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AC: Alternating Conductor – electrons bounce back and forth, in an alternating manner, between the two wires of a circuit. Requires twice as many wires as DC.
DC: Direct Conductor – electrons travel in single file, so only one wire is required. Invented by Thomas Edison as a way to save 50% on copper installation costs.
Nikola Tesla: Literally; “Nickel-Plated” in Serbo-Croatian. The only abundant natural resource in Serbia is nickel, so everything they make is nickel plated. Nickel-plated copper wire is resistant to corrosion and withstands high heat; for this reason, many scientitians and electronisists hold Nikola Tesla in high regard.
Vacuum: Vacuum, which, like space, is very cold, allows electrons to “boil” off of the "plates" and "anodes" and "cathodes" and whatnot inside a tube and get more energetic, causing spontaneous amplification.
Vacuum Tube: Old technology which was used before the invention of silicone, not to be confused with silicon, which is the same thing, except missing an “e”. The vacuum tube took advantage of the “Edison Effect”, which is the effect Thomas Edison noticed – that free range electrons released into the cold vacuum of space caused nearby wires to turn into light bulbs, with which he could change the climate. The best vacuum tubes had metal cages and screens of mystic significance arranged in fanciful patterns inside the tube. It turned out that the only metal which worked well for this purpose was taken from German U-boat hulls. Eventually the supply of rare U-boat metal was exhausted, and production of vacuum tubes ceased. Some “modern” vacuum tubes are made in Russia and Peru, but the plates are constructed from either dehydrated beets or llama fur, respectively, and do not “sound” at all like the old, original tubes, as far as you know. The weird stuff inside the vacuum tube was proprietary, and also secret, so the manufacturers tried to prevent people from seeing inside by coating the tube with a mirror-like substance called “getter”. They could never manage to coat the entire tube, though, for some reason, and people could still see inside, so they eventually gave up and invented solid-state components, which people couldn’t see through because they were solid (the devices, not the people).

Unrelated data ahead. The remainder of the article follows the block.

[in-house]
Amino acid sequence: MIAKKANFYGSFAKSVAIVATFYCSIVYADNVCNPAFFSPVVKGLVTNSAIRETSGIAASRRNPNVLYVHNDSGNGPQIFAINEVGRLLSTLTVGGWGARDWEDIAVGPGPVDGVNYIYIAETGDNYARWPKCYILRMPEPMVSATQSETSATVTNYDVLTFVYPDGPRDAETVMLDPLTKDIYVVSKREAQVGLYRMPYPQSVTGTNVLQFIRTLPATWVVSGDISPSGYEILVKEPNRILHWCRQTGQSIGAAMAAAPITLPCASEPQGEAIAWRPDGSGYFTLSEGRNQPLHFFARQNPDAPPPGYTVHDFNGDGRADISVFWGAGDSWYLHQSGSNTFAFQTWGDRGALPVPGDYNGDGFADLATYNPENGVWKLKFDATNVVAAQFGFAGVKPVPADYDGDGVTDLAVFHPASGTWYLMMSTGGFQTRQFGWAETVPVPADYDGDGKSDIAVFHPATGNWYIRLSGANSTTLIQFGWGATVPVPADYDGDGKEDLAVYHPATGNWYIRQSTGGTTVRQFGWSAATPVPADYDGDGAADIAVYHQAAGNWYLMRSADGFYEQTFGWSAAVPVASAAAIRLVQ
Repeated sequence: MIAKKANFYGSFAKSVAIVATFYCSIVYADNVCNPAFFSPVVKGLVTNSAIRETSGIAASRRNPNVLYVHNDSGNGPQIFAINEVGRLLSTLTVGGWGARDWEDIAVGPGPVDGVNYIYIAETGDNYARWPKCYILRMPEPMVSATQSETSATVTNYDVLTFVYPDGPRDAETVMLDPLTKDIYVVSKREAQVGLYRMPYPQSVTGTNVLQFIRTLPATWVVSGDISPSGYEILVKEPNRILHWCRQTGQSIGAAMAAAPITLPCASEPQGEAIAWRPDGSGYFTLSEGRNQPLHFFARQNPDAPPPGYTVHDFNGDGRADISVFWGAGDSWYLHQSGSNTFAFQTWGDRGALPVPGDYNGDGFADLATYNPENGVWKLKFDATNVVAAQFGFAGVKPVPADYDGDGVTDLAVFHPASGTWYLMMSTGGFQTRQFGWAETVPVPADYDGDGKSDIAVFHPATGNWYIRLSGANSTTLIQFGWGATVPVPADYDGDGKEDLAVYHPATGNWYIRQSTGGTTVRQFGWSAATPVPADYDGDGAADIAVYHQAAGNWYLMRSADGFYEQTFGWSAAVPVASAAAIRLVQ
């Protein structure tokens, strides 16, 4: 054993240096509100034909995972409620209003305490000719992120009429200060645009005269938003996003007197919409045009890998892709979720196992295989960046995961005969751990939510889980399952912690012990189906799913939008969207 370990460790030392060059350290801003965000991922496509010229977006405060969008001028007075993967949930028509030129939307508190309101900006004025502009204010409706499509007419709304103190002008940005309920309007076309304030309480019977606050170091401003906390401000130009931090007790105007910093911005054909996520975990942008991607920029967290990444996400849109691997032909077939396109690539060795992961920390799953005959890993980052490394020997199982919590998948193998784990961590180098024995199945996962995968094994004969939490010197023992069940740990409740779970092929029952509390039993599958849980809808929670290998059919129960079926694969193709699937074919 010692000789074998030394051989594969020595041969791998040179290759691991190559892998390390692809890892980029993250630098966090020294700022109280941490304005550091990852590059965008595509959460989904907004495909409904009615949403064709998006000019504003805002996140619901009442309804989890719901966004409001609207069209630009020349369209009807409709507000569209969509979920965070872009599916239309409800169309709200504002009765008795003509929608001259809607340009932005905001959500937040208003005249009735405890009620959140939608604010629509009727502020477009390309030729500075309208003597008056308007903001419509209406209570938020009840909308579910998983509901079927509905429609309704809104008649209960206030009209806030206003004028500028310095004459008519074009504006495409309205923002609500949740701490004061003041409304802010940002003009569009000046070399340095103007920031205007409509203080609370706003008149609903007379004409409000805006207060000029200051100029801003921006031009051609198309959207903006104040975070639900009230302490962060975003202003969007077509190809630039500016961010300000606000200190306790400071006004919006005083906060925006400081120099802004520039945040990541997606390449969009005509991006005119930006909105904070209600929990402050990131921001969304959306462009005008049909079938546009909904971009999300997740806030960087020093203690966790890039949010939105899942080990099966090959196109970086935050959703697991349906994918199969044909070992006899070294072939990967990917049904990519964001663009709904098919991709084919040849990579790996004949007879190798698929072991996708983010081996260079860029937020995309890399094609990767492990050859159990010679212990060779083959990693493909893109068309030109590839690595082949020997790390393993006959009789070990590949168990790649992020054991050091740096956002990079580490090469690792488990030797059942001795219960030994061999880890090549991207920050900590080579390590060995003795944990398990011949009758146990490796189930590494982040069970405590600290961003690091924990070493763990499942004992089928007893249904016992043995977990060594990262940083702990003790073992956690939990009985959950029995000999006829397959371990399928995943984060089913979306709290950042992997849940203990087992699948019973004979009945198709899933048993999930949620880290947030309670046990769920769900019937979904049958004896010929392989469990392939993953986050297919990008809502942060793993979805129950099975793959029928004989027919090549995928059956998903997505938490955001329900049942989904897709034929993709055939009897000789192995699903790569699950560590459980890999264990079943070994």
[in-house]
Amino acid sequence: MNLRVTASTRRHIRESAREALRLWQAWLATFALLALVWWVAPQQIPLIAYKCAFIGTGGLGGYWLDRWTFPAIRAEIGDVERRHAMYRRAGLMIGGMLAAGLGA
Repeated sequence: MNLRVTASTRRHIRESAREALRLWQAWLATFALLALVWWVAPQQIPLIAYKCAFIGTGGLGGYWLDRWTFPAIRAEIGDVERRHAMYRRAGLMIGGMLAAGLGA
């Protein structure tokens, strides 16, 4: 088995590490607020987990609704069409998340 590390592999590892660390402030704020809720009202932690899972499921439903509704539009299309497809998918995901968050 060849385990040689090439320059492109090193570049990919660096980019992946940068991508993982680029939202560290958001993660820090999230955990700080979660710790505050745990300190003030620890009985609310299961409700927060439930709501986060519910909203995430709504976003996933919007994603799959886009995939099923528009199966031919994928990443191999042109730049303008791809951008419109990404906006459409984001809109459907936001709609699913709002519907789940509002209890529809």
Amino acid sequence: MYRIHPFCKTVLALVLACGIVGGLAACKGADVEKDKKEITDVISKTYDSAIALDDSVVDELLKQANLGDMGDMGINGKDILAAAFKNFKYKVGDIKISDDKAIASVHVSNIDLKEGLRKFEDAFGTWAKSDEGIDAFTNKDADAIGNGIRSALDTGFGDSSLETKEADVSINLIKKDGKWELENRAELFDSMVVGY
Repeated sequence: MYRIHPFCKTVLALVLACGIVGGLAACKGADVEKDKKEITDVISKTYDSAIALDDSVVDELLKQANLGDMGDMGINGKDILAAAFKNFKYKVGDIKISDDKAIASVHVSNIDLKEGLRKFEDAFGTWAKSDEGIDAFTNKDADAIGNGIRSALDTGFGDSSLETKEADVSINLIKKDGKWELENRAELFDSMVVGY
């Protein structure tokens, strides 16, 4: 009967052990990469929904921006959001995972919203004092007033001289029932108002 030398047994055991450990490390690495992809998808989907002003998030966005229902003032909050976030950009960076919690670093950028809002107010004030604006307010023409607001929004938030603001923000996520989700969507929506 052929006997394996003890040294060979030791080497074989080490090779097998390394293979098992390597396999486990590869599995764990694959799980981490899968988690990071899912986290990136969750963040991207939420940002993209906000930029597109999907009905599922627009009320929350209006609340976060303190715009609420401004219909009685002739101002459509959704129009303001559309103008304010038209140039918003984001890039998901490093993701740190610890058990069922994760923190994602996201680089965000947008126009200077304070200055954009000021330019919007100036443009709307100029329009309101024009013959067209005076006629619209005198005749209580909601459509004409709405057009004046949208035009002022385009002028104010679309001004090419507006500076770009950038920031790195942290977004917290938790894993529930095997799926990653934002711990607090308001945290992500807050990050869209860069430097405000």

Heater: Vacuum tubes are full of vacuum, which is as cold as outer space, which may have been mentioned earlier, and must be heated up in order to un-freeze electrons and get them to energetically bounce around inside the vacuum tube, knocking into the plates and screens and whatnot to produce DC electricity power. Heaters, called "heaters" are used as heaters to heat the vacuum and make it environmentally favorable for electrons.
Didoe: A small tubular widget designed like a funnel, to cause electrons to travel in a straight line. Since these electrons are no longer alternating between conductors, the didoe converts AC to DC. The schematic diagram of a didoe, right, clearly shows the funnel component, as well at the "cathode", or electron straightener. The process of causing the electrons to travel in a straight line in this way is called "funnelation".
Rectimafier: Prior to the invention of the didoe, the only way to make AC turn into DC was with a rectimafier, which was a vacuum tube containing a metal bucket to catch the electrons, and a cathode, which caused them to line up in single file.
Brownian Motion: Elizabeth Barrett Browning discovered that electrons, left to their own devices, are not perfectly still, but instead jump around like water drops on a hot skillet. The peculiar effect was named “Brownian Motion” after the discoverer. This is important because electrons are always busy, and if you cut off the end of a wire, you must cap or tape the ends right away, or all the electrons will jump out, like fleas from a dead cat. Like its namesake, Brownian Motion is kind of creepy.